Sweden. Here the authors of the report give free rein to the imagination. “In NATO’s conflict with Russia, for example during the Russian invasion of the Baltic states, Sweden will be deeply involved. Since Finland acts as a buffer against Russia, a land attack is highly unlikely. Sweden will face three defensive missions: defending against Russian air and missile attacks, defending its vast territory from Russian infiltration, and defending the island of Gotland and other key infrastructure so that NATO forces can use them to protect the entry of troops into the Baltic states and elsewhere. “… To do this, you must first place aircraft and air defense systems to cover Gotland and a number of positions in Sweden. It will cost the United States 3.2 billion (the alliance will need to add another 6.4 billion)
It was noted in the report that, “in addition to purely military tasks, Sweden faces military-political problems when joining NATO: NATO membership does not just guarantee Swedish territory from external aggression, it also “demands that Sweden participate in the conflicts of other countries, which it has not done since the 18th century “…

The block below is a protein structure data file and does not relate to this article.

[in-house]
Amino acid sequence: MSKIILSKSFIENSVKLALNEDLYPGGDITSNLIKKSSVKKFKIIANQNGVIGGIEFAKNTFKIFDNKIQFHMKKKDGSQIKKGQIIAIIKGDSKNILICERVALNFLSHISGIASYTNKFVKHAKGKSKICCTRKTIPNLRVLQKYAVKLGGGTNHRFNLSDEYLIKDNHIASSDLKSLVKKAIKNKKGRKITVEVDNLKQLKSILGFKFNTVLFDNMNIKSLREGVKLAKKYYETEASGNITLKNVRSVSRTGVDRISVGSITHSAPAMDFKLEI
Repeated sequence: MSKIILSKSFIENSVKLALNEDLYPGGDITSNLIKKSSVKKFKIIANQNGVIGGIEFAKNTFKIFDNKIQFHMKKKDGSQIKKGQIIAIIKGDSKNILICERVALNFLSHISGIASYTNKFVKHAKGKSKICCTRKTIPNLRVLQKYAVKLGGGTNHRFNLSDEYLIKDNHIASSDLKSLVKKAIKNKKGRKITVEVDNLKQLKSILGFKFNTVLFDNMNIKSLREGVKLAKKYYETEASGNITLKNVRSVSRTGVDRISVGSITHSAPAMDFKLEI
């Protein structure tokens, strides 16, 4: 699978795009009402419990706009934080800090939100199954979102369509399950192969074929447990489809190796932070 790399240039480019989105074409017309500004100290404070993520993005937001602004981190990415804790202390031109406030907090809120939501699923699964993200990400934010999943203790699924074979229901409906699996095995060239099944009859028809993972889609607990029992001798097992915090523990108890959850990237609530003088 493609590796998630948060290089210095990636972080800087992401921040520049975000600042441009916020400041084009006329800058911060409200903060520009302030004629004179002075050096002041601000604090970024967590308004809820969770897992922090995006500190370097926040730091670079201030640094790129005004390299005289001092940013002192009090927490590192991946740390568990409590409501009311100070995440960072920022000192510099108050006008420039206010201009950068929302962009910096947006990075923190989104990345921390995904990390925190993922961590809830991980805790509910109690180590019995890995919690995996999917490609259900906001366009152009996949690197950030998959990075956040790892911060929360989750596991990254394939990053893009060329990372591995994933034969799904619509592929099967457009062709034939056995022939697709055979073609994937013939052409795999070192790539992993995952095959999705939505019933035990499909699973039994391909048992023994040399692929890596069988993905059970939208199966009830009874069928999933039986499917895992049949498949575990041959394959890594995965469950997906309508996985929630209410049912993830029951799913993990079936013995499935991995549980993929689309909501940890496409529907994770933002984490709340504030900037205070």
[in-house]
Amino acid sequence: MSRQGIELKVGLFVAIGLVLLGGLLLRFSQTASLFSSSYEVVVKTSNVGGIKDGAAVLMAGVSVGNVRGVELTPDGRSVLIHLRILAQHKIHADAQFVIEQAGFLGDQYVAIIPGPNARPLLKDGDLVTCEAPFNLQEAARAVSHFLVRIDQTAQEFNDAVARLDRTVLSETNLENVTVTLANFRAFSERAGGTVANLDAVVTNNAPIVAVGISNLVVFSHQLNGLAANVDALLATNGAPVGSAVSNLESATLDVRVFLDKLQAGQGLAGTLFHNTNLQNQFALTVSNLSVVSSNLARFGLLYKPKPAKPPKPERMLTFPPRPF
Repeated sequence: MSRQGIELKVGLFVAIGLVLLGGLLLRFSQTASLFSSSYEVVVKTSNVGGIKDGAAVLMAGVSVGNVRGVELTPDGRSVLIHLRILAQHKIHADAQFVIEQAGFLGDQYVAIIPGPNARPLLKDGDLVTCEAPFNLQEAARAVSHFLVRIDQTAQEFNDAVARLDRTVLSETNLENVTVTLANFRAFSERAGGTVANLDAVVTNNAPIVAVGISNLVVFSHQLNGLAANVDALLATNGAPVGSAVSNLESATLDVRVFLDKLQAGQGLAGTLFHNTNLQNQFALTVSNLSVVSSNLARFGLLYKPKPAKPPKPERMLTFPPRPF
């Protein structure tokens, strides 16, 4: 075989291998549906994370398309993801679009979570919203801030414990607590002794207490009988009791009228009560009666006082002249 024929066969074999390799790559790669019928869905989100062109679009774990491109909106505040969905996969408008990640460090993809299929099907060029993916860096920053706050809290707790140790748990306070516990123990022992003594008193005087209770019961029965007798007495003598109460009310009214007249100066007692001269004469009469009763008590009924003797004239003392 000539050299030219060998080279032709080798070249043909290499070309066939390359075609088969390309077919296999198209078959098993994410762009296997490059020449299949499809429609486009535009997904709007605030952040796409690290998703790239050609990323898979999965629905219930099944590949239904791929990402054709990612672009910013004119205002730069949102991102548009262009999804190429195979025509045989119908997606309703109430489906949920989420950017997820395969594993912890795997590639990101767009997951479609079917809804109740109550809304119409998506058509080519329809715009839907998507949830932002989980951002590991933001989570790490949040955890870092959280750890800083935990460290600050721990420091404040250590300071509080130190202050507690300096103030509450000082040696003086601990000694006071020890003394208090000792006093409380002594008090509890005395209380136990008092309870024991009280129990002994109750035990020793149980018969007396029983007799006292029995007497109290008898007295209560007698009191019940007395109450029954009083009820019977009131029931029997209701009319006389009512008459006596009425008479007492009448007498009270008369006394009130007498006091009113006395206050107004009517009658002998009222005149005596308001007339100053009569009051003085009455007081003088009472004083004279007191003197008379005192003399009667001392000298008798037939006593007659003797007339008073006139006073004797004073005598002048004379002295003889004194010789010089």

As for Finland, the authors of the report suggest that the Finns are not interested in inviting foreign military contingents to their territory so as not to provoke Russia. To substantiate the Russian-Finnish conflict, the authors of the report put forward a version of the occupation of the Aland Islands by the Russians, to which the Finnish side will be forced to respond. However, Finland does not have combat aircraft of the necessary class to withstand Russia, nor an air defense system. If NATO wants to come to the rescue, it will require a little more than $ 1 billion, but for a better strengthening of its positions – $ 5.3 billion.
In general, the report of the American Center for Strategic and International Studies clearly traces the intention to present Russia as a threat to European countries and to create the appearance that these countries have no alternative to rapprochement with NATO.
Cover photo: REUTERS /Kevin Lamarck